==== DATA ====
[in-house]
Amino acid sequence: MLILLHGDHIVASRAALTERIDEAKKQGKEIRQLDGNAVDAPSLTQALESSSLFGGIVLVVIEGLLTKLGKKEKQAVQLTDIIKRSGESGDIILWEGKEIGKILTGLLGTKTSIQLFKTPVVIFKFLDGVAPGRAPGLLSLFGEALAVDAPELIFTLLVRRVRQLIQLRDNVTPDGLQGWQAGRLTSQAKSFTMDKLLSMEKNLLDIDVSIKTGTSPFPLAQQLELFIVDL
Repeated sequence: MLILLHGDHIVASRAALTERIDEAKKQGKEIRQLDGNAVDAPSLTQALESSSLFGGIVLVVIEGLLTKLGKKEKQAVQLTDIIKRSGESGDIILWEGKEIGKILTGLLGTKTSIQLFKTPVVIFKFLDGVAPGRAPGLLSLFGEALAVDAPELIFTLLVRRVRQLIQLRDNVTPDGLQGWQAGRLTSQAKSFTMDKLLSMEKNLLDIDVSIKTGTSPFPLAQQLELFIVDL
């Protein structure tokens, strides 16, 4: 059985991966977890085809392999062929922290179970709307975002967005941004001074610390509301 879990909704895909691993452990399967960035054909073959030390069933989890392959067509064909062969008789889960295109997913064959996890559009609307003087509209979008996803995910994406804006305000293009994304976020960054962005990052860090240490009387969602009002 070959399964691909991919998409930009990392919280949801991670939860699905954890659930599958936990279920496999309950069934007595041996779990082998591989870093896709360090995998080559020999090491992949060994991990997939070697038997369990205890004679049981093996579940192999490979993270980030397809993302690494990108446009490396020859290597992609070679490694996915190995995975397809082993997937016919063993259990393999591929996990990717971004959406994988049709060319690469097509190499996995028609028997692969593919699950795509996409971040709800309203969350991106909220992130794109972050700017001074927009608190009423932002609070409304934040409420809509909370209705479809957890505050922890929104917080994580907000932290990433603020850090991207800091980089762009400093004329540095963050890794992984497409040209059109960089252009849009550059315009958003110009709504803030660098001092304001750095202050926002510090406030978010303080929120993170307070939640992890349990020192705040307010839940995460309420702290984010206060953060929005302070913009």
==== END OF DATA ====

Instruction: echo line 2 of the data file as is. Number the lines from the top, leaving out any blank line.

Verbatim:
Amino acid sequence: MLILLHGDHIVASRAALTERIDEAKKQGKEIRQLDGNAVDAPSLTQALESSSLFGGIVLVVIEGLLTKLGKKEKQAVQLTDIIKRSGESGDIILWEGKEIGKILTGLLGTKTSIQLFKTPVVIFKFLDGVAPGRAPGLLSLFGEALAVDAPELIFTLLVRRVRQLIQLRDNVTPDGLQGWQAGRLTSQAKSFTMDKLLSMEKNLLDIDVSIKTGTSPFPLAQQLELFIVDL